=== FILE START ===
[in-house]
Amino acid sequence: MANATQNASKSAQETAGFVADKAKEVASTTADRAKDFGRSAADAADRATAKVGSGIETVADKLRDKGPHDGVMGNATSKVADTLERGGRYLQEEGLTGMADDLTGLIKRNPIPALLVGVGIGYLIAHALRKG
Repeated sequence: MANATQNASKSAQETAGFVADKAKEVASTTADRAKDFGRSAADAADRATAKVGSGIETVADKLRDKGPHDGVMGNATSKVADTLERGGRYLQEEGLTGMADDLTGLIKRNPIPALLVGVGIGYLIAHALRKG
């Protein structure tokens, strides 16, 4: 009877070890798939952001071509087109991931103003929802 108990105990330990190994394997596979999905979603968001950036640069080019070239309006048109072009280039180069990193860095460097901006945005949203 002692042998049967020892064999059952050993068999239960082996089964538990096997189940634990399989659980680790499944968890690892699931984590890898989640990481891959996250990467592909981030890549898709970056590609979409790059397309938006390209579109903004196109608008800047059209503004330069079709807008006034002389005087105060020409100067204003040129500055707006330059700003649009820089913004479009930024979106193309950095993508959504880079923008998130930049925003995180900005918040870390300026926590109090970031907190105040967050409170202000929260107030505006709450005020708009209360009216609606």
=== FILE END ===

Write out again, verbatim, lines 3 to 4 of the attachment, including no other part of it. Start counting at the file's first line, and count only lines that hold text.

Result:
Repeated sequence: MANATQNASKSAQETAGFVADKAKEVASTTADRAKDFGRSAADAADRATAKVGSGIETVADKLRDKGPHDGVMGNATSKVADTLERGGRYLQEEGLTGMADDLTGLIKRNPIPALLVGVGIGYLIAHALRKG
């Protein structure tokens, strides 16, 4: 009877070890798939952001071509087109991931103003929802 108990105990330990190994394997596979999905979603968001950036640069080019070239309006048109072009280039180069990193860095460097901006945005949203 002692042998049967020892064999059952050993068999239960082996089964538990096997189940634990399989659980680790499944968890690892699931984590890898989640990481891959996250990467592909981030890549898709970056590609979409790059397309938006390209579109903004196109608008800047059209503004330069079709807008006034002389005087105060020409100067204003040129500055707006330059700003649009820089913004479009930024979106193309950095993508959504880079923008998130930049925003995180900005918040870390300026926590109090970031907190105040967050409170202000929260107030505006709450005020708009209360009216609606």